I was a fan of the original Karma, a pocket-sized WiFi device offering a 4G network that took a novel route of incentivizing WiFi sharing, designed around the axiom of “sharing is caring”. For every person who connected to my Karma Classic, I earned 100MB of free data. Since I was someone who only needed WiFi while traveling for work (only a few years ago airports were still stingy with free WiFi access), my contract-free, pay-as-you-go, give-and-you-shall-receive Karma worked well for my needs. I racked up free data in airport terminals, where strangers desperate for a connection would sign on. In addition to receiving free data for helping others get online, I also made the occasional new friend.
The Karma Classic became standard in my travel pack for a year until I haphazardly shared the device a little too willingly, and lost it somewhere between Los Angeles and New York.
Fast forward to now, and I’ve got the new Karma Go in my hands. Their latest iteration has been updated with a streamlined sign-up process, new packaging, and most importantly, 4G LTE network coverage and speeds (as well as fallback to 3G!).
The newly updated Karma Go looks welcomingly familiar and still feels as agreeable in hand as the first. Sheathed in smooth white matte plastic sandwiching a black plastic middle where indicators, connections, and a power button reside, the Karma’s eliminative design philosophy is communicated as much by touch as by sight.
A slight convex curvature extends inward and upward from the edges to the device’s center. At first, this curvature gracing the upper and lower casing feels subtle, but in everyday use its inclusion makes picking up the device off of flat surfaces easier than if the device was designed completely flat. Just enough leverage is created when it’s pressed at the back of the device with fingers outstretched, rocking upward for the thumb to slide underneath to pick up. It’s a minor but useful detail matched by the mild indentation following the whole middle border, a tactile cue that in practice allows users the ability to switch the device on or off without ever pulling it out from the pocket.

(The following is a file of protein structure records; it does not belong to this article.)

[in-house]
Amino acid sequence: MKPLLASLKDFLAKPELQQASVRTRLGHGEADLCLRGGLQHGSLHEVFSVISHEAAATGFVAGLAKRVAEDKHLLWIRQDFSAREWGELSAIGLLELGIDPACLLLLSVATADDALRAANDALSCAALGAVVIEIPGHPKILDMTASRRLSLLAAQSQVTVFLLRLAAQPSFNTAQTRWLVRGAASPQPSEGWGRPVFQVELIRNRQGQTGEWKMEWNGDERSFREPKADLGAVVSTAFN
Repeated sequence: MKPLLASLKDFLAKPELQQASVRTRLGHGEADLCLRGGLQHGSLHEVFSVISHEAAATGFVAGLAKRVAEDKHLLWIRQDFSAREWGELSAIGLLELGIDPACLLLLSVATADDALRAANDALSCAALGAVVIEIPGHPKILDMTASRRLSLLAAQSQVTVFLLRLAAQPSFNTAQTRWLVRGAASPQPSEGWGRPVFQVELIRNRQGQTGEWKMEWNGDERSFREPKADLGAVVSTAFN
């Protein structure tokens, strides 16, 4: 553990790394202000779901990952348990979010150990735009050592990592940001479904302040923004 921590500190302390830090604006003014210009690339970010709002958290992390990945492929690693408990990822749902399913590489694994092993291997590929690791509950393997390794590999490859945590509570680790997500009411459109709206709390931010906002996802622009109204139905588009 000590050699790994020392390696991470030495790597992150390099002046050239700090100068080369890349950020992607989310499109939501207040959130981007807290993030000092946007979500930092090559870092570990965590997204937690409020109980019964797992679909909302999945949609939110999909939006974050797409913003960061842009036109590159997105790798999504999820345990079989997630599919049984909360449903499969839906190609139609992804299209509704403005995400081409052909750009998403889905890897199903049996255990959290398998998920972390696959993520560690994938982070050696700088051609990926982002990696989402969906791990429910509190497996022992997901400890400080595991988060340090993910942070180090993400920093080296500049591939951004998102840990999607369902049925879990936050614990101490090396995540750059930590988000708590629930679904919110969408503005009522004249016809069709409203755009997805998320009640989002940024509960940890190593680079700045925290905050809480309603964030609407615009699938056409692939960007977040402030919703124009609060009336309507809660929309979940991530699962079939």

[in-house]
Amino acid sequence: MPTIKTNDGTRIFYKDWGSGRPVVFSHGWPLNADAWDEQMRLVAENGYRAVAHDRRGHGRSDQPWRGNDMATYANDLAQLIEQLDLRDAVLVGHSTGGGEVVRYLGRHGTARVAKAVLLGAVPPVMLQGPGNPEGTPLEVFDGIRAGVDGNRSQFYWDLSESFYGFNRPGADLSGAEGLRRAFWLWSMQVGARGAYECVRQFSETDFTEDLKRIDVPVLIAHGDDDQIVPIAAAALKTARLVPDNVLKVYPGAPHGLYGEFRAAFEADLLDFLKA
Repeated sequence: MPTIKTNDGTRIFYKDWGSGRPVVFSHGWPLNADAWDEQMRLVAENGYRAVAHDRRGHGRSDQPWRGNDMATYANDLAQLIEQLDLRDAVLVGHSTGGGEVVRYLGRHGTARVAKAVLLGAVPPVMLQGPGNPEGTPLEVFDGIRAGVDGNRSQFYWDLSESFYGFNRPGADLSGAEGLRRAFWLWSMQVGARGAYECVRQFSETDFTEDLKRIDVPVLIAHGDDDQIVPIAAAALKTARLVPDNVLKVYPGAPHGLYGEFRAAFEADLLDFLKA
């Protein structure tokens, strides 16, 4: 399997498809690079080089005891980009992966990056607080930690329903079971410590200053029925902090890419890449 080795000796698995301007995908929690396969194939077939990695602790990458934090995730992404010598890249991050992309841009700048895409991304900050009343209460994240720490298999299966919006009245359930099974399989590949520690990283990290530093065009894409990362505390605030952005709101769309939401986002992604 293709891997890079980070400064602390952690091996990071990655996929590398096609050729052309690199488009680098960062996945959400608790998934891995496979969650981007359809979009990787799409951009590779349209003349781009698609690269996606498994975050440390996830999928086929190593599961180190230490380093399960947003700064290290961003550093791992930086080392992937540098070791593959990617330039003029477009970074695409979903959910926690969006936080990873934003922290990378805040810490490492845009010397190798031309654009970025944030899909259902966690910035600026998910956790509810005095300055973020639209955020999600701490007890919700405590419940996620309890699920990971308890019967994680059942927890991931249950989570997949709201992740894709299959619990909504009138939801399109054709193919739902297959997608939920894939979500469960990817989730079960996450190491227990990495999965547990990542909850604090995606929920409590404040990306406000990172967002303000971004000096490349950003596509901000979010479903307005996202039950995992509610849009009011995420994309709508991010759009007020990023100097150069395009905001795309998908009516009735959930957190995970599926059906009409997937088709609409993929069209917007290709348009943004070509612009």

Karma Go’s USB charging cable is matte and rubberized (I liken it to a perfectly formed al dente piece of squid ink fettuccine pasta) and offers yet another ingenious detail: each end of the cable is magnetized to keep the ends together when not in use. Additionally, a small orange plastic tab keeps the cable neatly looped, a visual echo of the Karma loop logo itself.
If all these details seem unusually thoughtful for what is often considered a utilitarian accessory, it should come as no surprise that every detail of Karma Go from the packaging to the device itself was the brainchild of VP of Product, Sjoerd Smit, and Director of Brand Experience, Peter Sunna. Karma seems committed to integrating a sensory loop throughout every aspect of the customer experience.
And that experience is a very tactile one. Right from the moment the user unpacks their device from a crackly rip-top sleeve package (designed to be easily slid through a mail slot for delivery), both sound and touch play a part. A soft felt sleeve stores and protects Karma Go within, doubling up as both a carrying case and a soft landing coaster to place the device upon, protecting the Karma Go from any scratches or from sliding off of smooth surfaces. The details add up to a device that is well planned, aiming to be more than just a WiFi hotspot.
The new Karma Go is extremely simple to use. Press the power button and an array of LEDs illuminate back and forth until settling into a mode indicating the connectivity strength. Press again and the Karma Go enters sleep mode, communicated by a visual approximation of a slow heartbeat. The subtle inclusion of visual feedback between user and device communicates the state of the device without complicating the interface with the clutter of screens or messaging.
Karma Go rides on the Sprint network with average download speeds of 6-8Mbps and peaks up to 25Mbps (uploads of 2-3Mbps). WiFi can be shared simultaneously with up to 8 devices using 802.11b/g/n 2.4Ghz wireless networking, with a battery that lasts for 9 days (sleep-mode) and 6-8 hours (in use). Karma customers have the option to either purchase Karma Go outright or sign up as a guest through someone else’s connection and purchase data as needed. In either case, customers aren’t tied to contracts, plans, or monthly fees. This is a godsend for occasional users like myself who also appreciate true rollover data that never expires with the freedom to connect anywhere 4G LTE or 3G is available.
A Karma Go owner could accrue an unlimited amount of data without actually purchasing any by inviting others to use their WiFi connection. It’s commendable to have a service that taps into the best of our intentions, and rewards us for it.